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9 Essential Libyan Jewish Dishes

From flavorful stews to a sweet semolina cake and, of course, hand-rolled couscous.

My family are from a coastal suburb of Tripoli, where my grandparents married very young and had 16 children. When the majority of Jews fled Libya in the early 50s, some moved to Italy, which had close ties to Libya (many Libyan Jews spoke Italian in addition to Arabic), and others, including my family, emigrated to Israel.  

While there are no Jews left in Libya, the community lives on through beautiful customs, songs and perhaps what we are most famous for: our cuisine. Libyan-Jewish cuisine has Arab, Italian and Mediterranean influence, and is known for rich flavors, slow-cooked stews over couscous, spices such as paprika, cumin, caraway, cinnamon and chilis — and lots of oil (it’s not truly authentic Libyan cuisine if you’re not heavy handed with the oil). Many of our dishes have become an integral part of Israeli cuisine. 

I wanted to share these nine essential Libyan Jewish dishes to introduce you to our beautiful cuisine.

1. Hand-Rolled Couscous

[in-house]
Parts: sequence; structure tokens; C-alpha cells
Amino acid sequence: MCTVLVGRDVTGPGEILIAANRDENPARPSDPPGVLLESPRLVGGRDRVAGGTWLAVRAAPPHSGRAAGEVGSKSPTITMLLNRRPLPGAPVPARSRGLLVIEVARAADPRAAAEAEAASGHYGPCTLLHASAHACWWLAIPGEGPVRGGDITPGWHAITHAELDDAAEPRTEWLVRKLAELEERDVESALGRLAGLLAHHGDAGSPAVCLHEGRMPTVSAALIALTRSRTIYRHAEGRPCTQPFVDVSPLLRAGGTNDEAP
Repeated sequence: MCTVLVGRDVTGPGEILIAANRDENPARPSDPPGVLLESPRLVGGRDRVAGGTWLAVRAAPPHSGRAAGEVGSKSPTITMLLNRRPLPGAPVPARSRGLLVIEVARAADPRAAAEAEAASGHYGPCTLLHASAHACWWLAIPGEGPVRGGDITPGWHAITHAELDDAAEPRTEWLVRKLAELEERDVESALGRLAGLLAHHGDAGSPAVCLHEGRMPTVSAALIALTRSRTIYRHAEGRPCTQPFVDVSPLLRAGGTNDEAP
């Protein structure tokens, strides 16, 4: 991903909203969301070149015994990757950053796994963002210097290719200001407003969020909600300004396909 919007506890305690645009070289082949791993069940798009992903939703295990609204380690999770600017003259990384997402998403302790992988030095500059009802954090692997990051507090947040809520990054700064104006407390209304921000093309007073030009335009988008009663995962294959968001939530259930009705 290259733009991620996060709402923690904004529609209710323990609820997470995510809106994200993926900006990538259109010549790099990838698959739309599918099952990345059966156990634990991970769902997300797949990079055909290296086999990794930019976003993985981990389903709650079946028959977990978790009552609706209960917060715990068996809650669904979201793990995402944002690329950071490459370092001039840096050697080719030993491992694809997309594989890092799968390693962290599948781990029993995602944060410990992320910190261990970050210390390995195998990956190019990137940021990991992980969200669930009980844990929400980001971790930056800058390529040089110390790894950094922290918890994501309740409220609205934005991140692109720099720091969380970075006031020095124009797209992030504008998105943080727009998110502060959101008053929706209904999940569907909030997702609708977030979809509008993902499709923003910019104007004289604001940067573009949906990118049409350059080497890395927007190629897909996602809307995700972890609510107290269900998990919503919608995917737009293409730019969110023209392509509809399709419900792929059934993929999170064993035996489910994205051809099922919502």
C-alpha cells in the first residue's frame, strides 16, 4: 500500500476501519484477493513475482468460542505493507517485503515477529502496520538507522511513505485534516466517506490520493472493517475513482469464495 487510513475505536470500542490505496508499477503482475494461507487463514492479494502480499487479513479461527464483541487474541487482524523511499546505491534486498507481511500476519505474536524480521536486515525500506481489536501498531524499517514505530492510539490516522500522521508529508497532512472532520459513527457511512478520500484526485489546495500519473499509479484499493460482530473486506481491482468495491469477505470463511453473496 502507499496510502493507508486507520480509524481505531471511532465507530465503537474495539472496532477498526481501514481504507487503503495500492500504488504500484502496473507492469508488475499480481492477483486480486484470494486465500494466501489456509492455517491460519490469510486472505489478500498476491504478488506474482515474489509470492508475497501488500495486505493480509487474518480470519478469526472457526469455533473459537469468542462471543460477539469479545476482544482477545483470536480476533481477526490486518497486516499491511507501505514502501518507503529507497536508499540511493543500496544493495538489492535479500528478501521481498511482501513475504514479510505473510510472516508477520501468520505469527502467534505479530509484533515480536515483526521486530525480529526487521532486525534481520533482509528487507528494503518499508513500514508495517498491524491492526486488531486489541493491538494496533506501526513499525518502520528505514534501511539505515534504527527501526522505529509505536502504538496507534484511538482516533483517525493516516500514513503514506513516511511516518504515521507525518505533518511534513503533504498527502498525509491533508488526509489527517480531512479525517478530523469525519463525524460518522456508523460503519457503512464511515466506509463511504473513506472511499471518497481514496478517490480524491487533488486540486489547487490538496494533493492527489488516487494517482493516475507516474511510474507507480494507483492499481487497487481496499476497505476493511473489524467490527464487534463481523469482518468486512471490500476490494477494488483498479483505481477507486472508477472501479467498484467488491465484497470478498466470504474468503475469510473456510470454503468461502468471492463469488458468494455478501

We cannot start the conversation about Libyan Jewish food without mentioning couscous. It’s a staple in our diet and most meals revolve around it. You may have tried instant couscous from the grocery store or even at a restaurant, but this does not compare to the light and delicate texture of hand-rolled couscous made from scratch. This type of couscous is known to be only made by grandmothers due to its “old-school” and time-consuming nature. Trust me, it’s worth the effort, and once you try it you will never go back to instant. 

2. Mafrum

libyan jewish meat recipe stuffed vegetables
Photo credit Shimi Aaron

The crown jewel of Libyan Jewish cuisine, mafrum is a packed pan of meat-stuffed vegetables that are fried and then braised for several hours. The most traditional mafrum is potato, but my favorite is eggplant. On special occasions we stuff other vegetables, including delicate cauliflower.